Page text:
By Diana Ling, MA, Program Manager; and Leslie Sirrianni, LCSW, Senior Research Project and Training Coordinator; Health Behavior Research and Training Institute, Steve Hicks School of Social Work, The University of Texas at Austin
A troubling trend has taken hold over the past two decades: drinking patterns among men and women have converged – and in some cases, young women are now drinking more than young men. A review of six surveys between 2000 and 2016 found that the number of women ages 18 and older who drink each year rose by 6 percent (compared to a 0.2 percent decrease for men), while women’s binge drinking jumped by 14 percent (compared to a 0.5 percent increase among men). A more recent study found that girls and young women ages 12 to 20 are now drinking more alcohol than their male counterparts.
At the same time, research has shown that women are more likely to suffer harmful effects from drinking. Compared to men who drink, women are at greater risk of experiencing memory problems, liver inflammation, cognitive deficits, and certain cancers. Those who are capable of becoming pregnant also risk prenatal alcohol exposure and fetal alcohol spectrum disorders (FASDs).
National Women’s Health Week (May 8-15), social workers can make a difference
by making alcohol screening and brief intervention (SBI) part of routine practice.
Alcohol SBI is an
evidence-based practice for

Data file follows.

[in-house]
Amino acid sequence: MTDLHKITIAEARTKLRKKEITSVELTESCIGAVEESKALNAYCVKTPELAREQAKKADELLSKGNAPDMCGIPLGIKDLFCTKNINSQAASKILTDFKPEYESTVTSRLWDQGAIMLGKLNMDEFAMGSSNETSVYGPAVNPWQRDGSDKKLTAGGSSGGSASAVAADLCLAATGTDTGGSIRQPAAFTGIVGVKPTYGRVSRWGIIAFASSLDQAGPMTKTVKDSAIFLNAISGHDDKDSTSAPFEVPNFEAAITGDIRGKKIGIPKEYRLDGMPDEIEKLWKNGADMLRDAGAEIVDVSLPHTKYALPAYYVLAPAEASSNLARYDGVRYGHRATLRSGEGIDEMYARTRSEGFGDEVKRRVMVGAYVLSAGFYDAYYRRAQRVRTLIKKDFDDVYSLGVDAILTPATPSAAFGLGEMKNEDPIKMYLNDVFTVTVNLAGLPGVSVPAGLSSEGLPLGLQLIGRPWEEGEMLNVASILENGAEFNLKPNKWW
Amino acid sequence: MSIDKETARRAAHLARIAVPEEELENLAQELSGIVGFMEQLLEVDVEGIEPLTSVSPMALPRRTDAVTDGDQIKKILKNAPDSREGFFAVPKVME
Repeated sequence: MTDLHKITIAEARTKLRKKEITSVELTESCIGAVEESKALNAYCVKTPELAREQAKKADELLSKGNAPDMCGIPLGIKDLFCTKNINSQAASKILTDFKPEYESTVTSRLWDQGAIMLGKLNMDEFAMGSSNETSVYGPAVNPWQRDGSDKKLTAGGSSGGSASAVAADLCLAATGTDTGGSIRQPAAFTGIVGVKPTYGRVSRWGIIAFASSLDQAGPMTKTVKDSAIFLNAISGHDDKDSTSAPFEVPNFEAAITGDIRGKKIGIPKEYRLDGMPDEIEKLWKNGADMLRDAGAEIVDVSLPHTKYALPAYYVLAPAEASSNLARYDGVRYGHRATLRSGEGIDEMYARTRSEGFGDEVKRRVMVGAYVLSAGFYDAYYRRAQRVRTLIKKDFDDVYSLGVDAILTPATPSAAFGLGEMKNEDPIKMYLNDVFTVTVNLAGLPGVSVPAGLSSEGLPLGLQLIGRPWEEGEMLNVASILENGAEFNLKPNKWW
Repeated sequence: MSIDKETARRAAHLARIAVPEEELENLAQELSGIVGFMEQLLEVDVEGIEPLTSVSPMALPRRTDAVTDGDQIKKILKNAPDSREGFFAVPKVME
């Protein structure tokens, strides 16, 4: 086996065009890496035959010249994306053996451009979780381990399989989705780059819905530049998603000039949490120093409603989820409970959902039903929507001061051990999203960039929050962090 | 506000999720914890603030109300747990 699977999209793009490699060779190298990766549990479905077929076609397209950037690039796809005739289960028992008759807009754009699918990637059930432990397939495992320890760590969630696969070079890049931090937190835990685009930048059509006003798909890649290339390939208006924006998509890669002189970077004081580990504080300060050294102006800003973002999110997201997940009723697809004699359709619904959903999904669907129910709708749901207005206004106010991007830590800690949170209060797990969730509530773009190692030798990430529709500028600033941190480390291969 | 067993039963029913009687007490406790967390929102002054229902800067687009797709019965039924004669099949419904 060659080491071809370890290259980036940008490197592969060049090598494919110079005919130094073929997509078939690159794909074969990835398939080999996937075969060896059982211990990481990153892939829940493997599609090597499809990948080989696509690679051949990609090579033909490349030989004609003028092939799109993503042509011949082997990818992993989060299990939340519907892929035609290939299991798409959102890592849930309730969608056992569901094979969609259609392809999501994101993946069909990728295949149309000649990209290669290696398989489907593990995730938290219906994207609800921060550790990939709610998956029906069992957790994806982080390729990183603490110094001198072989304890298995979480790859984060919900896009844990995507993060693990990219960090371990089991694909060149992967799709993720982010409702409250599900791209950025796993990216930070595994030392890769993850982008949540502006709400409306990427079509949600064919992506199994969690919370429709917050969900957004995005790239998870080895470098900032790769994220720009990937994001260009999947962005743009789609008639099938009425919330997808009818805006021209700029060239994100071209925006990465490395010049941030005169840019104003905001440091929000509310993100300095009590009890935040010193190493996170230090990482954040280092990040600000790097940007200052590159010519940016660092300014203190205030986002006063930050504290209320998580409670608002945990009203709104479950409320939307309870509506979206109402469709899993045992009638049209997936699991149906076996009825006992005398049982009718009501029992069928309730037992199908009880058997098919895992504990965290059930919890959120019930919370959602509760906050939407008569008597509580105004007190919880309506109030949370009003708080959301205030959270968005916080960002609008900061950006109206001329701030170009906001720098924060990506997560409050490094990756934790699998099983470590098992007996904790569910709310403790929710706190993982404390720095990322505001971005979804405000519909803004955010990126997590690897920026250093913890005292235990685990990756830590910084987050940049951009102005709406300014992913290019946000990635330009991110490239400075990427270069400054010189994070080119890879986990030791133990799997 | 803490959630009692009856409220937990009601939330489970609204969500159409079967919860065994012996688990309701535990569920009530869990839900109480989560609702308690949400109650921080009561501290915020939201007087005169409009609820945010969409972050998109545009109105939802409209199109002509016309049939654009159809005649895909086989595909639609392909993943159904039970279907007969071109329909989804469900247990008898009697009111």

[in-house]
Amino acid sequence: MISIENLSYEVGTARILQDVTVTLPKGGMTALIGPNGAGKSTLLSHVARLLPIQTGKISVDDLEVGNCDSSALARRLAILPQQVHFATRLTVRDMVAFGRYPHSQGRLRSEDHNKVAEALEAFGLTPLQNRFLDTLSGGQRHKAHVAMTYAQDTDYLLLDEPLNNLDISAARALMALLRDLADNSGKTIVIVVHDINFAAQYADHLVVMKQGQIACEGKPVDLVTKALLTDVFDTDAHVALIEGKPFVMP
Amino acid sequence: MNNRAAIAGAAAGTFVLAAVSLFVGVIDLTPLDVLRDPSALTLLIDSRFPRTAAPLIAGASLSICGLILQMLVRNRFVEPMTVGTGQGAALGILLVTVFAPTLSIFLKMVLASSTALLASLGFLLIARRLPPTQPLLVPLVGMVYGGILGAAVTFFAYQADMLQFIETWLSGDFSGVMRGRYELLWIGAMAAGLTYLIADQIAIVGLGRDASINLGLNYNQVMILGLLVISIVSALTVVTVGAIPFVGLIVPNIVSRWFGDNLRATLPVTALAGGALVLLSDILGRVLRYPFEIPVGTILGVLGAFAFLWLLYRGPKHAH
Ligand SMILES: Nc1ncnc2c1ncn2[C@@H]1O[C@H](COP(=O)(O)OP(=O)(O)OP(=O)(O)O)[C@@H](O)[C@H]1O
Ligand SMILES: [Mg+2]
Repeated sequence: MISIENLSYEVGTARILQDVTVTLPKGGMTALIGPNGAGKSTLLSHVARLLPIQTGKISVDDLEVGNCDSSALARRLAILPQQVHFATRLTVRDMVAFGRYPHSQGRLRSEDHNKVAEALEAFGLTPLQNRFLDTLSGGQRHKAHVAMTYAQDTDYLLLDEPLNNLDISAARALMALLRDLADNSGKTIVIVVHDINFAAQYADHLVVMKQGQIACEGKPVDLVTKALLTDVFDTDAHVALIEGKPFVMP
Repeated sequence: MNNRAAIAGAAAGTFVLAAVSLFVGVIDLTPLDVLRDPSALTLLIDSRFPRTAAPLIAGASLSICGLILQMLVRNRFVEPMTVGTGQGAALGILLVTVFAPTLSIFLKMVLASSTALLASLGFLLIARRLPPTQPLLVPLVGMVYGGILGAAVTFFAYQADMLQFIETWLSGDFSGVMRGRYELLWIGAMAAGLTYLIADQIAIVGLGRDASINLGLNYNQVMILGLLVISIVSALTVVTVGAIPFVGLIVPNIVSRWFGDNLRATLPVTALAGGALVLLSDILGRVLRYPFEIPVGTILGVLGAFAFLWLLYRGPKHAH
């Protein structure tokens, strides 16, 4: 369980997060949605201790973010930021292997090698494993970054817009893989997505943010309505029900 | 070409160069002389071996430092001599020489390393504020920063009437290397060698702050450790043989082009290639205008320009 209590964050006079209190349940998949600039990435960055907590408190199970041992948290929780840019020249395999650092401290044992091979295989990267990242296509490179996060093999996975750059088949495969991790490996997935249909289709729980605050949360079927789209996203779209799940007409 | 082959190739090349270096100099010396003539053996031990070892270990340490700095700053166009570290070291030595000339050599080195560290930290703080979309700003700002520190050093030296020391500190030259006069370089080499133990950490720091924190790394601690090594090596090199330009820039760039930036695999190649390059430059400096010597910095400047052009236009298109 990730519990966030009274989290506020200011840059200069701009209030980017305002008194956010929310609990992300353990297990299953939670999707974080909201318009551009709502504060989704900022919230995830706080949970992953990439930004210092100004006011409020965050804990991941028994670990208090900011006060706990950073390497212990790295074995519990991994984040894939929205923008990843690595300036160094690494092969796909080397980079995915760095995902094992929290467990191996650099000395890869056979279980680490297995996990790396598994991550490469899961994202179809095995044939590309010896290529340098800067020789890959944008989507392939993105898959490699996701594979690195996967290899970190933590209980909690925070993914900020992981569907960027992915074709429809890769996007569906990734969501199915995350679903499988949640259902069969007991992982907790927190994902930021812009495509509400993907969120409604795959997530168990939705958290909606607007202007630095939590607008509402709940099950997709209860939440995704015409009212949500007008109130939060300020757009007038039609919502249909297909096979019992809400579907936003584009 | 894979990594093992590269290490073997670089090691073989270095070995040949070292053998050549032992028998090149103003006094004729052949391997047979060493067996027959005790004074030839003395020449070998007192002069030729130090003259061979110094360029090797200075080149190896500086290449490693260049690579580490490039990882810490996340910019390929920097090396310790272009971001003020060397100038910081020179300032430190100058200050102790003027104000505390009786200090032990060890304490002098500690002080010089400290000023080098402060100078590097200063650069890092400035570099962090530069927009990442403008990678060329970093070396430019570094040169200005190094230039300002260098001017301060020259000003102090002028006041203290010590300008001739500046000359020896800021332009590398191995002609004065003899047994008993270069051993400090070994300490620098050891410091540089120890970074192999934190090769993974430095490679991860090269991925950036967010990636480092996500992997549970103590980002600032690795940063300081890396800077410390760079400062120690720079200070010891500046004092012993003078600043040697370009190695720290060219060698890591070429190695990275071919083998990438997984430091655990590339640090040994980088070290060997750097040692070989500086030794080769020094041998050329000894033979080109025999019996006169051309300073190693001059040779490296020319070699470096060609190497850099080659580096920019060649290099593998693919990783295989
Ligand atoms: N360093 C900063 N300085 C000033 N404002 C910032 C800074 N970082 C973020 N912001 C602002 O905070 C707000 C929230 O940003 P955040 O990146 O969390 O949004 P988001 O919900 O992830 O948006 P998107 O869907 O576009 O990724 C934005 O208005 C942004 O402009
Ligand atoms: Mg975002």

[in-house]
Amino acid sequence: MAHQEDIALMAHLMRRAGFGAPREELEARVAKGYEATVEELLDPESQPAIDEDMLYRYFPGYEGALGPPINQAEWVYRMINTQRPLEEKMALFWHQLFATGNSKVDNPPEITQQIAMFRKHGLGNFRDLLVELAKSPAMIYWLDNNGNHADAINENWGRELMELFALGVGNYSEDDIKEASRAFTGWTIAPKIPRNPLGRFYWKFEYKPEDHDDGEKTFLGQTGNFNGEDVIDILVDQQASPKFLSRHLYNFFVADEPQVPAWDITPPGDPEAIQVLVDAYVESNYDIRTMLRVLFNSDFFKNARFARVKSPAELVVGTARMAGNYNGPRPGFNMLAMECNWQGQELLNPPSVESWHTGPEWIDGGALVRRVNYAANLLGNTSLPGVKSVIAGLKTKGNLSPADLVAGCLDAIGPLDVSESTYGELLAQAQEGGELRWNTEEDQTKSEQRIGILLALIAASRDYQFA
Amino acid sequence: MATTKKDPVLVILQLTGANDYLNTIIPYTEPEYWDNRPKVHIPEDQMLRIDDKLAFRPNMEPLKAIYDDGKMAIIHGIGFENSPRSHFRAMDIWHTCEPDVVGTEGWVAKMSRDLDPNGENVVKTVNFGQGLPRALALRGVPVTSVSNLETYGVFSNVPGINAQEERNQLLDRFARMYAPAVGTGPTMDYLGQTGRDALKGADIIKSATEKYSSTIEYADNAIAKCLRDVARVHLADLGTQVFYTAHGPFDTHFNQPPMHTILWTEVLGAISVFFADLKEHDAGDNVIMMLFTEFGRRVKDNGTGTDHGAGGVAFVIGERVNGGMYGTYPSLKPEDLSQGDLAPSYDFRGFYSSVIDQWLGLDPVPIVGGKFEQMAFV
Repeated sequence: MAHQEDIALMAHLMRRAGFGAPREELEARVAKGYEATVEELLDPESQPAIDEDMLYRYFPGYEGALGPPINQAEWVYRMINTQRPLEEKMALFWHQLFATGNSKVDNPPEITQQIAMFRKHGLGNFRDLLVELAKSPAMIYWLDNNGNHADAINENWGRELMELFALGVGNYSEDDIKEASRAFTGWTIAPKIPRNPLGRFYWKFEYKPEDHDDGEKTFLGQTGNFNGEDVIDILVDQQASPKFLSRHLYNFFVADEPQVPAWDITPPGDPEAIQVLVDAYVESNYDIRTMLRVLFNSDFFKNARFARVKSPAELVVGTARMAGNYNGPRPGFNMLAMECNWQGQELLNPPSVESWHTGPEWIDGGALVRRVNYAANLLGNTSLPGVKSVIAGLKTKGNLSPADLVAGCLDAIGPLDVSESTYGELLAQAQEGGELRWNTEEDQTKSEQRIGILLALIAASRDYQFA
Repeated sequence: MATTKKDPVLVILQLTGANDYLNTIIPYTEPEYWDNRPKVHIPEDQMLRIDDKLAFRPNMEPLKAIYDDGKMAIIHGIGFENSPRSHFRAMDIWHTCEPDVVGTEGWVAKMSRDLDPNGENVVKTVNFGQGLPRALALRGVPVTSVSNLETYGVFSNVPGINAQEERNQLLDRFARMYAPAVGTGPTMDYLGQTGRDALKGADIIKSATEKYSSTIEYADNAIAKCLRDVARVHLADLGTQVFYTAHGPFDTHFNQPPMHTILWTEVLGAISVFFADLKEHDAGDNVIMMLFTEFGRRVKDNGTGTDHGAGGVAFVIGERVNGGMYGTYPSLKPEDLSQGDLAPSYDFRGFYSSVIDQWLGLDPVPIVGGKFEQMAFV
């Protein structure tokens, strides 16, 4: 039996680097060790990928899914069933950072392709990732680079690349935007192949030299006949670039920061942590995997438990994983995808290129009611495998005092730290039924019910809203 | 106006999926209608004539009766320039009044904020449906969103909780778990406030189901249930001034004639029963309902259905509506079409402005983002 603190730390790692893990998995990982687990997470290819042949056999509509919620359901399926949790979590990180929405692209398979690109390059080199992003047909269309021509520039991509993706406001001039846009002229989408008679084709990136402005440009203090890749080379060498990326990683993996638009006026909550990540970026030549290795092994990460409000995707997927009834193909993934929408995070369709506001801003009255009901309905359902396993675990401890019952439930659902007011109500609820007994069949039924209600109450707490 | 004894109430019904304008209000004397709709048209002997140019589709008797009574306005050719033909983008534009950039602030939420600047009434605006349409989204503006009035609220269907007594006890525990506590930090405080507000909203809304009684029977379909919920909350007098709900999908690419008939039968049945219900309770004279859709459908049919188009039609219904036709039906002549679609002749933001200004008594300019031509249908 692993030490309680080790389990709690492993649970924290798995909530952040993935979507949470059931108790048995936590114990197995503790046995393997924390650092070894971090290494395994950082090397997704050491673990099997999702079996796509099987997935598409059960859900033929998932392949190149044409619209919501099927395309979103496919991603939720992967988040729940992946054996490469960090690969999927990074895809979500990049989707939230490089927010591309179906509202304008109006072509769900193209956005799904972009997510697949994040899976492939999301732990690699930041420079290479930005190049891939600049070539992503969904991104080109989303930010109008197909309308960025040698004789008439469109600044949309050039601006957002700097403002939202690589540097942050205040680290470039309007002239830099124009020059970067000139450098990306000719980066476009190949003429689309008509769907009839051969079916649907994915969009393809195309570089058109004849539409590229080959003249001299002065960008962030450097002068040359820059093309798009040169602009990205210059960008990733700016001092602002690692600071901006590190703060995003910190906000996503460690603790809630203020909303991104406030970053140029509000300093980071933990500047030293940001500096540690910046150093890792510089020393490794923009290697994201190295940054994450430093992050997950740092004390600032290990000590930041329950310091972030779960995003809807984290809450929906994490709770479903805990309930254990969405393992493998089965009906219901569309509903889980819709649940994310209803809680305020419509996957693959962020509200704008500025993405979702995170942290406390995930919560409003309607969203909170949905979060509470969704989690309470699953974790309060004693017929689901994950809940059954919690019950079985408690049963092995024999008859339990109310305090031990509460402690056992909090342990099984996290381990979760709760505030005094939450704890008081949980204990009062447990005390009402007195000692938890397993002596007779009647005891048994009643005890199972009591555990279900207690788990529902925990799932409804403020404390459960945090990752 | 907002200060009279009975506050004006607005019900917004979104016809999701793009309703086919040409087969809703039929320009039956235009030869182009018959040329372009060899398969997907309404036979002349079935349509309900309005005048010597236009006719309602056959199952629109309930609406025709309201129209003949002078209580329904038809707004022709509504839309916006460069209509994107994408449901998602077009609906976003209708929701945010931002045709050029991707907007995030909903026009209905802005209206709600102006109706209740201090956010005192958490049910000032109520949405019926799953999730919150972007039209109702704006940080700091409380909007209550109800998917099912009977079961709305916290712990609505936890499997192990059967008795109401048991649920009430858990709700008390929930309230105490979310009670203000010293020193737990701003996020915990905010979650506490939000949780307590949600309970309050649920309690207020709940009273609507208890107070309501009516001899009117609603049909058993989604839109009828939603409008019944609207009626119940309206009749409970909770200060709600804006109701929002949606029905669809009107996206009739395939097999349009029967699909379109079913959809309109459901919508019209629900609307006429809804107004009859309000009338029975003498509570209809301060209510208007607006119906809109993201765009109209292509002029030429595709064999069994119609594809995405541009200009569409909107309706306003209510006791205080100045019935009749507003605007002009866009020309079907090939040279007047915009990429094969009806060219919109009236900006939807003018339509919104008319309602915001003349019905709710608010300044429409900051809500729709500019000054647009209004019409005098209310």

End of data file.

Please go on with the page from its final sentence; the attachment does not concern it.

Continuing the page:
reducing risky drinking
backed by more than 30 years of research. For a guide to best practices,
including validated screening tools for girls and women of reproductive age,
please see NASW’s
Practice Perspectives on alcohol
screening, brief intervention, and referral to treatment
NASW, the NASW Foundation, and the Health Behavior Research and Training Institute at The University of Texas at Austin Steve Hicks School of Social Work are partners, along with leading medical organizations, in the Centers for Disease Control and Prevention’s Collaborative for Alcohol-Free Pregnancy. This cross-discipline initiative encourages health professionals to help prevent alcohol-exposed pregnancies and FASDs by screening women for risky alcohol use.
For professional development resources, visit NASW’s Behavioral Health webpage. Additional clinical resources are available through our Collaborative partners: